France did an admirable job supporting restaurants and cafés during the beginning of the pandemic, providing aid and paying many salaries so the impact was lessened. (People also have universal health care, so there was no worry about people losing coverage or paying premiums.) Also France isn’t a “tip” culture so the income of waiters and bartenders didn’t fluctuate as much as it does in the US, where people rely on tips for their income.

      Now that everything in France is wide open – restaurants, cafés, and bars – things are going back to normal and a majority of the population is vaccinated (75-80%) although some people (myself included) are wary of eating in a crowded restaurant with side-by-side seating, no ventilation or open windows. So I am dining at off-hours when there are fewer people.

        • Warren

        As a frequent visitor to Paris (3 times a year pre-COVID) bringing small culinary tour groups, your ‘on the street’ information of Paris’ reopening is very much appreciated David. TY.

        • Cathy

        we think we’ll finally be back after a two-year absence – would you pls make a list of favorite places with outdoor seating – as much as we like Paris, we want to be able to board our flight home on time!

          • David
          David Lebovitz

          Many cafés have terraces and outdoor seating. Last year the government quickly approved restaurants build makeshift terraces outside to help improve business and provide safer dining. Those were all removed as of October 2021 for a variety of reasons, but one was that they could be extremely noisy for neighbors, as people sometimes partied at them well into the early hours of the morning (like 3am) and they caused some problems. It is yet to be determined what this spring and summer will bring.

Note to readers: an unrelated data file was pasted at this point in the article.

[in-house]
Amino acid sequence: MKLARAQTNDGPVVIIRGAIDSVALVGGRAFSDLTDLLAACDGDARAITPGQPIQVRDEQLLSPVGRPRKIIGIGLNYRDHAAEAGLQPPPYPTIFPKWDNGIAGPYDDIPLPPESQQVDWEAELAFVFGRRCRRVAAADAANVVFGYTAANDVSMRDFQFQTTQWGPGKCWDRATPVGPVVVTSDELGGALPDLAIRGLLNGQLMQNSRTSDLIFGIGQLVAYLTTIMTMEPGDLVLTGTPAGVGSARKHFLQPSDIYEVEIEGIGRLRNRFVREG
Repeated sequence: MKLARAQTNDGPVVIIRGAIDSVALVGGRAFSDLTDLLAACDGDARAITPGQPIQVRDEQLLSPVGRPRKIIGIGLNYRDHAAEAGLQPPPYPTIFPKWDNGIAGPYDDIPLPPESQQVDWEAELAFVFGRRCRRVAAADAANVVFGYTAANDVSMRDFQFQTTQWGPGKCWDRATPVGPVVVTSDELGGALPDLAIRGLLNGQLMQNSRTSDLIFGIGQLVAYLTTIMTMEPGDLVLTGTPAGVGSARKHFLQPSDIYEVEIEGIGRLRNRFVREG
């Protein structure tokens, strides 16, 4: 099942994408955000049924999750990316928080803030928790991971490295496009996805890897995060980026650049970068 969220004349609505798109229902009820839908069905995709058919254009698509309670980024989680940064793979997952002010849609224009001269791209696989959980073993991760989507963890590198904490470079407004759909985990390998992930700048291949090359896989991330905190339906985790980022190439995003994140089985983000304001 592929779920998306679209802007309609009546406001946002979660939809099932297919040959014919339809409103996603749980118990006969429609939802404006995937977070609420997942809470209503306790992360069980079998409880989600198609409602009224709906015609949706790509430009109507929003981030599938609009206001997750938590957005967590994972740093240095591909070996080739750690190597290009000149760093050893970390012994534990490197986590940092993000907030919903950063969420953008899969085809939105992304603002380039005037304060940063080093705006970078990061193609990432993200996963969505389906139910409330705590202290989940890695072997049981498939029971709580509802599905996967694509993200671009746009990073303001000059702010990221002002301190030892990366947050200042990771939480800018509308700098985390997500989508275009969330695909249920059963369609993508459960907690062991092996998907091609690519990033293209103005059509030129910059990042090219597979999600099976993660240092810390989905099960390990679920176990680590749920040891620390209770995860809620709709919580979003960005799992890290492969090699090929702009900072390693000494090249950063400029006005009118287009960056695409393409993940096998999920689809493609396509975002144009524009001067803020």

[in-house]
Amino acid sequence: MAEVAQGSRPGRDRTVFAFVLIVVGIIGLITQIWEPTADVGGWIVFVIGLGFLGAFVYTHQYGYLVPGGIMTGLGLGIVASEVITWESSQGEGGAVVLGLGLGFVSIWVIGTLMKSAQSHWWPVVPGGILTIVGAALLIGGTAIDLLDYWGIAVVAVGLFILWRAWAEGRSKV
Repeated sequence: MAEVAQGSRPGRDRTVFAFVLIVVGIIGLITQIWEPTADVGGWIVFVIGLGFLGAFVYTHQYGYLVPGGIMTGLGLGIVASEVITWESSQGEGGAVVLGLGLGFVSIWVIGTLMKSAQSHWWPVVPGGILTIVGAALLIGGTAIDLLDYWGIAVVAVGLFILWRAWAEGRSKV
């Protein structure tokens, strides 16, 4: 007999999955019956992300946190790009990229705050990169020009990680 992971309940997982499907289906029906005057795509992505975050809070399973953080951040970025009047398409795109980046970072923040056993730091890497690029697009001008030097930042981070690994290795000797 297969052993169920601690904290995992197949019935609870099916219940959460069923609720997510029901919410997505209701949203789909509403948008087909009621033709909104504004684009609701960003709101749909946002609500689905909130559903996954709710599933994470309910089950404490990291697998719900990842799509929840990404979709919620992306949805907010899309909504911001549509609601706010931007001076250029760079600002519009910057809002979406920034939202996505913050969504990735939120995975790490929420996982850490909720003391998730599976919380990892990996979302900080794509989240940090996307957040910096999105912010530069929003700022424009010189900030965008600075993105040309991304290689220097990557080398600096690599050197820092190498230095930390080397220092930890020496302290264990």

• Nita Lavigne, Australia

    A trip to Paris for the next little while still seems
    like a pipe dream so your wonderful newsletter is keeping the dream alive! I would also love to know about the cake in the last picture!

    • Maggie Beltrami

    On my list when I’m there in June, Combat too. My BFF since Kindergarten and I always planned to go to Paris together to celebrate 50 years of friendship. Covid delayed it by two years but we are determined to make it happen this summer! Covid will just have to make way!

    • Violette kogut

    I plan to return to Paris this year; 2 years without a trip to France was too much for my system. Thanks for all the places to see – Paris changes a lot, but so much to see…Your report of different places to eat makes me homesick
    À bientôt

    • S

    Everything looks incredible, especially the pastrami!

A

Get David's newsletter sent right to your Inbox!

15987

Sign up for my newsletter and get my FREE guidebook to the best bakeries and pastry shops in Paris...